When I was a med student, I spent two weeks on a service where I thought I was doing a great job. After all, I had not received any negative feedback the entire time.
So, to my surprise, when the written evaluation from the supervising resident was harsh and negative, I was particularly upset. Not only was I caught off guard, but it was also too late then for me to change anything.
Many of my classmates who found themselves in similar situations were upset, too, but we all believed that there was very little we could do to rectify things then. Instead, I promised myself that when I became a resident, I would remember to be different.
Fast forward a few years and, many similar instances later, I found myself in the position of a resident working with students.
Time and time again, the thought entered my mind that I should be regularly providing feedback. But whenever I thought it was necessary, I kept postponing the conversation because it felt awkward to bring up something negative and personal, or the days were too hectic and we could never find the “right” time.
In these moments, I told myself it just was not feasible. Perhaps I will do it once I have more control over my schedule, and have an office, like an attending surgeon.
In the early 1970s, Martin Seligman, a psychologist at the University of Pennsylvania, conducted an enlightening set of experiments to study how dogs reacted to the delivery of painful electric shocks.
The dogs were placed in a cage, with one group given control over stopping the shocks and the other conditioned to believe these shocks were inescapable.
Then all of the groups were placed in a new setting, where they all had the option to escape. All they had to do was to walk out of the cage.
While most dogs did exactly that, some of the dogs surprisingly did not. Instead they laid down and whimpered, apparently believing that the shocks were inescapable.
Seligman coined this concept “learned helplessness” — a perception of futility that remains even after the initial conditions have lifted.
I think all of us have at some point felt overcome with a sense of powerlessness.
A colleague of mine once told me he was frustrated with an inefficient policy that created a lot of redundant work. I asked him why he didn’t try to get it corrected.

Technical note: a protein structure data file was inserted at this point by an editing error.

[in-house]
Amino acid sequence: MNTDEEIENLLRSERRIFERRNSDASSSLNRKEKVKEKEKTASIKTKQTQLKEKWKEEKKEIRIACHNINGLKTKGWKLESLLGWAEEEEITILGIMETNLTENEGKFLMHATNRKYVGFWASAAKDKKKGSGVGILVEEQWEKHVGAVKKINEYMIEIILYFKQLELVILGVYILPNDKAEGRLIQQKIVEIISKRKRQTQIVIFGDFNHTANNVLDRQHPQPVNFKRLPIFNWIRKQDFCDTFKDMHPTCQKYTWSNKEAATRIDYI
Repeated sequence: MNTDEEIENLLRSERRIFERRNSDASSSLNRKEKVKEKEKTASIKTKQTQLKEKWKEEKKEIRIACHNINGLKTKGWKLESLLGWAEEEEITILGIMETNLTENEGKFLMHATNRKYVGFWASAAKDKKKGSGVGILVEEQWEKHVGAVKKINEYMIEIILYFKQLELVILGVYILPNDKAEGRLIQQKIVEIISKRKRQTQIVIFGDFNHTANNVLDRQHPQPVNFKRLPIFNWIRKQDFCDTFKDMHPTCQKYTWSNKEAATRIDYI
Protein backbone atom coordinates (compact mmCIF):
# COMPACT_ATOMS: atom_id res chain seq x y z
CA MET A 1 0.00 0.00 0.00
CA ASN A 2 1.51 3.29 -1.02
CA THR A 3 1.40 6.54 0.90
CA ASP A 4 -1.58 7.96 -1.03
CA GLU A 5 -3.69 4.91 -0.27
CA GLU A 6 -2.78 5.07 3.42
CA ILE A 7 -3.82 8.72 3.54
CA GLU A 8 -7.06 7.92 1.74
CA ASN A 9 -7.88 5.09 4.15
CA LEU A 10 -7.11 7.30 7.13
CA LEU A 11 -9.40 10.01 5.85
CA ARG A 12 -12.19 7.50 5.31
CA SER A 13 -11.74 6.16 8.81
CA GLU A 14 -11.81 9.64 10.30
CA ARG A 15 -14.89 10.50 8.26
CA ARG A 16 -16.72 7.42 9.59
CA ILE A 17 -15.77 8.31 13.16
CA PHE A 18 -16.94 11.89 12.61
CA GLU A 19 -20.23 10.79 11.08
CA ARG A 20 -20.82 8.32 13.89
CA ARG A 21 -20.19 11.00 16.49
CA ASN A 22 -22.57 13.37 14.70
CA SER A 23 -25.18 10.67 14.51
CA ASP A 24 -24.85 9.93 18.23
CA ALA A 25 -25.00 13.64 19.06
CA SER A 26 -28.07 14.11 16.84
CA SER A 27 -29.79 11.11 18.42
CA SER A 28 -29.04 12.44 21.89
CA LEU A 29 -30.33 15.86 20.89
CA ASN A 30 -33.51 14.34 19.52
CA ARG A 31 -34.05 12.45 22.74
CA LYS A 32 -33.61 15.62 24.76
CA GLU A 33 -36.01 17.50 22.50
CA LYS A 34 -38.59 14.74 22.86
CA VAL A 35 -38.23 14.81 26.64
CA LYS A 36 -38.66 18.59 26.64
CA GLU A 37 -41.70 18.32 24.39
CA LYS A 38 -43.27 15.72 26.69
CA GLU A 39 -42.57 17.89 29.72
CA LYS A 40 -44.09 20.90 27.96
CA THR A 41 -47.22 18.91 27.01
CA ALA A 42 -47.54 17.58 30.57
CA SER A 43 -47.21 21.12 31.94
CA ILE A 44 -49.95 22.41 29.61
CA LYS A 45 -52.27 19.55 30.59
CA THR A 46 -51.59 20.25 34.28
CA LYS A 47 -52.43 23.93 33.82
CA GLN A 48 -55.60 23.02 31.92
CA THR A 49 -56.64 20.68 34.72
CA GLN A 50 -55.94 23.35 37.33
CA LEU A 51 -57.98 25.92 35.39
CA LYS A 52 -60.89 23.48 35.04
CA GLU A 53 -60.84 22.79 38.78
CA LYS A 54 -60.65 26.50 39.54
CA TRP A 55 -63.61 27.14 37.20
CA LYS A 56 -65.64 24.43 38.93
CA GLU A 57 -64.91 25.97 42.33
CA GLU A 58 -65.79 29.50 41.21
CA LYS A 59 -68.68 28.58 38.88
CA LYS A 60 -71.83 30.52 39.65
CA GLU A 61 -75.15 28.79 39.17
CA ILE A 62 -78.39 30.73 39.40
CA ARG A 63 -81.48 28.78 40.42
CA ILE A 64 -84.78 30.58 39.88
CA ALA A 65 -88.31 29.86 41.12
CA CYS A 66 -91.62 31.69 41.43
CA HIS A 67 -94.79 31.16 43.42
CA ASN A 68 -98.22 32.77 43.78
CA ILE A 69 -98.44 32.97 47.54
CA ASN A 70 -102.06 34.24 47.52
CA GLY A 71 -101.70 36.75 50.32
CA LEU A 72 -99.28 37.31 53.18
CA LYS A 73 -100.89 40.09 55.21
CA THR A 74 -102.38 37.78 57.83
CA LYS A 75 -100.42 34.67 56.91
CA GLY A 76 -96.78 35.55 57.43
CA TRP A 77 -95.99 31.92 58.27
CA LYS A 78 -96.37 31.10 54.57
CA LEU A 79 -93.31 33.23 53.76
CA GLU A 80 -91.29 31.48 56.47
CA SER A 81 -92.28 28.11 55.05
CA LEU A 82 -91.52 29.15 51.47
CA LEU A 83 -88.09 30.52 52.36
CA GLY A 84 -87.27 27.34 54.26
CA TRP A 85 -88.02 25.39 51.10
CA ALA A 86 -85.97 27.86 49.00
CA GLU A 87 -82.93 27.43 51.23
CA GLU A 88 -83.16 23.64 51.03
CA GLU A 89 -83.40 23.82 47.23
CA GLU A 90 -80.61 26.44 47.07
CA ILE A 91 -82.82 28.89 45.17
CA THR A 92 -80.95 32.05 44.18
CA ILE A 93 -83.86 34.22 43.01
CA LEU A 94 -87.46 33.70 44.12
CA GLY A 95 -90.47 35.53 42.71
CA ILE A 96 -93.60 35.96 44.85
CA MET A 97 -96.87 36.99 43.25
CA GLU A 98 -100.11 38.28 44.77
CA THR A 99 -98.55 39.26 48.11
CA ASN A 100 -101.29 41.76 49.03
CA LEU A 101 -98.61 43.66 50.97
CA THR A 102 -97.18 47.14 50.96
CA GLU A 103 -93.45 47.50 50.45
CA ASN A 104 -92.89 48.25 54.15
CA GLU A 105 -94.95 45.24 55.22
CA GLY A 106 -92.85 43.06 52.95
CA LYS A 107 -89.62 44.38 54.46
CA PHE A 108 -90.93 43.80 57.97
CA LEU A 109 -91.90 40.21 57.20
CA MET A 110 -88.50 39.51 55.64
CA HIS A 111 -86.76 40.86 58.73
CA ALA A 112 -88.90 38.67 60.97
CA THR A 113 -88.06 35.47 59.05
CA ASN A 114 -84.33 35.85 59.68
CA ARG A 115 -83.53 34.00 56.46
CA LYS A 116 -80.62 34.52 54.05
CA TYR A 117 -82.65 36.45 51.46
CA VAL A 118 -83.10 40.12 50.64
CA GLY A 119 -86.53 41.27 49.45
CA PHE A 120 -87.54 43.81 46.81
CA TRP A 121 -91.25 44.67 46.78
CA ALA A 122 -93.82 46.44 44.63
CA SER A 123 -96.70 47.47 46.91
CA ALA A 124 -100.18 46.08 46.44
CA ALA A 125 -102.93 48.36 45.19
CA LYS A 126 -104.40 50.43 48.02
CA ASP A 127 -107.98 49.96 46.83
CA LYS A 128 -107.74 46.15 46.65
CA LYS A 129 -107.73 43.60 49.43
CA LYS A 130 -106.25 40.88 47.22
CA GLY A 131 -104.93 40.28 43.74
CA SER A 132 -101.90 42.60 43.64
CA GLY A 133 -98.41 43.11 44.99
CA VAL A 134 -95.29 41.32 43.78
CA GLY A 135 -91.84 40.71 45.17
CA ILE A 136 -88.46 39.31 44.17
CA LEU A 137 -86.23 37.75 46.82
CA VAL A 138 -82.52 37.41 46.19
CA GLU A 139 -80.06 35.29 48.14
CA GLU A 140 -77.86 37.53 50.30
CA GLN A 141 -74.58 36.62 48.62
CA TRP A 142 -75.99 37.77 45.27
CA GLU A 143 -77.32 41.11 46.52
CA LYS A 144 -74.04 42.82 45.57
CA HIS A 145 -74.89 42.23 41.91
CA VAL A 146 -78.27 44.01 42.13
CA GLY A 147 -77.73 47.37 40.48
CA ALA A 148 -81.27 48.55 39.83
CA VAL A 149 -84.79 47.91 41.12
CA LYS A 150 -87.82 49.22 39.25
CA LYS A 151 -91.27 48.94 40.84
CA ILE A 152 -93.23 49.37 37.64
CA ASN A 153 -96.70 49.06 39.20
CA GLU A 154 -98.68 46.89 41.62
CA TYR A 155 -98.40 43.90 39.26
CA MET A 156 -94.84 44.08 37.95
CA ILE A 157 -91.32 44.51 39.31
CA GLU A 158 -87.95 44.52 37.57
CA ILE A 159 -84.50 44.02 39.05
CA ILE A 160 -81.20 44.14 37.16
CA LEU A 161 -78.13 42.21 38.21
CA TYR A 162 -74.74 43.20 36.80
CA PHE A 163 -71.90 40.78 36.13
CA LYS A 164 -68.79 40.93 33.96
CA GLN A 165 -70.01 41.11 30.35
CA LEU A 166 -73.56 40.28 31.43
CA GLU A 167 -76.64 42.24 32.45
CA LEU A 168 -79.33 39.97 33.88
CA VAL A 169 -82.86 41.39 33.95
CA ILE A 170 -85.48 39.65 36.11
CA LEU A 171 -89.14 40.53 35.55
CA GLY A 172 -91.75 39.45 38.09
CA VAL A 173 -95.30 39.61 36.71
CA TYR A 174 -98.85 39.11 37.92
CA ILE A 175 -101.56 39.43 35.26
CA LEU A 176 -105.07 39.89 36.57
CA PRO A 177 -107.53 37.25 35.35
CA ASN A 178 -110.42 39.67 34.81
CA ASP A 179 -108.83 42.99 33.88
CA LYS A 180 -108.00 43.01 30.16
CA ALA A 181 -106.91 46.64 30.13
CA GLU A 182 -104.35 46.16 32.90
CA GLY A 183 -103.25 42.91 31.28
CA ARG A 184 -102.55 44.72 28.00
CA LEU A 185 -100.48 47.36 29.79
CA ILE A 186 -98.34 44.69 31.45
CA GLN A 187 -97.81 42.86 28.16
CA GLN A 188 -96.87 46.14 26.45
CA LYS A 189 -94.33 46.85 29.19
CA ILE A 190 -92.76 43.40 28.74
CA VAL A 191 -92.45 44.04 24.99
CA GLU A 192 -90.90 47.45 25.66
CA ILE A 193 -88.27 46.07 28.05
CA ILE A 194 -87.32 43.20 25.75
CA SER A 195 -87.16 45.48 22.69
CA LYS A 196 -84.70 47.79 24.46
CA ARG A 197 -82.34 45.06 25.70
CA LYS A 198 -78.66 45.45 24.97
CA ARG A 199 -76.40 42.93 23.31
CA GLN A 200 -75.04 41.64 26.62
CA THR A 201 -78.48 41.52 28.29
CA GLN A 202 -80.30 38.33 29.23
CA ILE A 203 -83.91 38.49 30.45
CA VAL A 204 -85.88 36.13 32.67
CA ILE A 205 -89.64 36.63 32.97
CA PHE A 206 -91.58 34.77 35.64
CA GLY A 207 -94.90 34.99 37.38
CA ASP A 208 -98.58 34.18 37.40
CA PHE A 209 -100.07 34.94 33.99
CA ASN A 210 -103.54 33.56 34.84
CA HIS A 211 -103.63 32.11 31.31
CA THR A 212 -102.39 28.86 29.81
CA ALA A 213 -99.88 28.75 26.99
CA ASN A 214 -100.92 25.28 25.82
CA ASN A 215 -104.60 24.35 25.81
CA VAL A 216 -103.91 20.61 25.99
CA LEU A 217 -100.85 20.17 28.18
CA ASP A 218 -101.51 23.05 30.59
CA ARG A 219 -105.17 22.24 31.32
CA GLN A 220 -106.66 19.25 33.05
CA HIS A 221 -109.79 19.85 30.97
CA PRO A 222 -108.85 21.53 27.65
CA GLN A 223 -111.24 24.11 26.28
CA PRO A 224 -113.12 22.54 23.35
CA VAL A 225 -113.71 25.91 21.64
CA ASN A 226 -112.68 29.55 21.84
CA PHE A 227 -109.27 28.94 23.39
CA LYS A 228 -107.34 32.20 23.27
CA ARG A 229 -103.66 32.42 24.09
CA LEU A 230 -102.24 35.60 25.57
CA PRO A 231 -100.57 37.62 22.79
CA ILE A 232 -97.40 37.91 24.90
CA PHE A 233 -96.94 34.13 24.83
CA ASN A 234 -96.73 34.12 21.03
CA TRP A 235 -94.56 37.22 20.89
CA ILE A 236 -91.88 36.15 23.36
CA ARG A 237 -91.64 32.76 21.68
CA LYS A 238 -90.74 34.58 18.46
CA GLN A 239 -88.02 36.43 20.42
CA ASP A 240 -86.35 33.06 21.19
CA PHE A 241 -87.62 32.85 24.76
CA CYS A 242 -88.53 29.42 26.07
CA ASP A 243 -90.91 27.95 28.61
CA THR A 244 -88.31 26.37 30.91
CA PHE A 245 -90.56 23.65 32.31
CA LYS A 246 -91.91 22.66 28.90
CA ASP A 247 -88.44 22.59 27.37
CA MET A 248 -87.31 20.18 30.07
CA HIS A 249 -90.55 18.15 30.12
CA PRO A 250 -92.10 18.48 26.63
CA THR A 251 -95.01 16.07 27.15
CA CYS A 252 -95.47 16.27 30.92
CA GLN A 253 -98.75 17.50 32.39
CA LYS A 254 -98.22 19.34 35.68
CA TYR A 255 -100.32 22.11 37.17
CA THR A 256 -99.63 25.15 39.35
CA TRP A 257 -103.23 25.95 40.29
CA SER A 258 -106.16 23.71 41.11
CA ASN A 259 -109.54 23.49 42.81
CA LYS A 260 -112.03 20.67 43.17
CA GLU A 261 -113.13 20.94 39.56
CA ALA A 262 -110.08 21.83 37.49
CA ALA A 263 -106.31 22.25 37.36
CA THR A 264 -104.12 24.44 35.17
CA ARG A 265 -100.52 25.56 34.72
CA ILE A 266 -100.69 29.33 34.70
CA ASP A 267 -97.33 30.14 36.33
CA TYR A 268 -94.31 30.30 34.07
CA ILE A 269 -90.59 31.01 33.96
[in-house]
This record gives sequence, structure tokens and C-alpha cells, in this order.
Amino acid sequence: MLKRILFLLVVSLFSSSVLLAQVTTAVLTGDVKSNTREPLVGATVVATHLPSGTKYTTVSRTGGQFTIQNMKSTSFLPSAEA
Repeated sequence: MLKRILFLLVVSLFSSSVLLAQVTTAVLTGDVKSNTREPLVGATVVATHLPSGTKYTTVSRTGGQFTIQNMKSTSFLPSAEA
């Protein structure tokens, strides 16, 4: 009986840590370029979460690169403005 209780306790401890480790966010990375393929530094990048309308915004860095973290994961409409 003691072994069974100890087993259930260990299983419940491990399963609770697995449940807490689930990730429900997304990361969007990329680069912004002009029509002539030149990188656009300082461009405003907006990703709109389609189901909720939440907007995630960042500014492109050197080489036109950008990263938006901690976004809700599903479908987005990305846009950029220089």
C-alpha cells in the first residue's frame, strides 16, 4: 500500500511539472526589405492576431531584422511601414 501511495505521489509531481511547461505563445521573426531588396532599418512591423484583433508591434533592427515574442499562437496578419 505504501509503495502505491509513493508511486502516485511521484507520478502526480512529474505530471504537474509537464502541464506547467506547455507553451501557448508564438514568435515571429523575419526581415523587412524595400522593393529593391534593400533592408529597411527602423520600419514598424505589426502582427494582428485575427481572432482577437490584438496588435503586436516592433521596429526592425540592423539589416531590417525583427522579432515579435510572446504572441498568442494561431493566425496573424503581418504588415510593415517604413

He told me, “It’s too hard. It’s probably easier to just put up with it than to change it.”
Another colleague once told me a similar story and said he would make changes once he had the authority to do so. “I will one day, but it’s not worth it now,” he said.
However, I wonder whether, in adopting this attitude, we remain in a state of learned helplessness, even as we rise in the ranks and ultimately attain the capabilities to help ourselves and others.
Medical students who said they would do things differently once they became residents, residents who said they would do things differently once they became attendings, attendings who said they would do things differently once they became chairs of departments — how often do we find ourselves saying that we will change the world around us for the better even though we are already in a position to address the frustrations of our former selves?
I had to start with myself. That evening, I stayed late to have a difficult but productive conversation with a student.
Unlearning helplessness is not an easy feat. We have to remind ourselves at each stage the ways in which we are powerful while acknowledging the ways in which we remain powerless.
Instead of fixating on the latter, we have to focus on our own spheres of influence, which continue to grow, and make the changes that we can.
Otherwise, one day, we may have all the power and control we need to improve outcomes, but fail to recognize it.
Above all, no matter how small we may feel at times, it is important to know that some things have and will always be under our control. When it comes to actions that convey warmth, kindness, and understanding, we learned these long ago, and are always capable of them.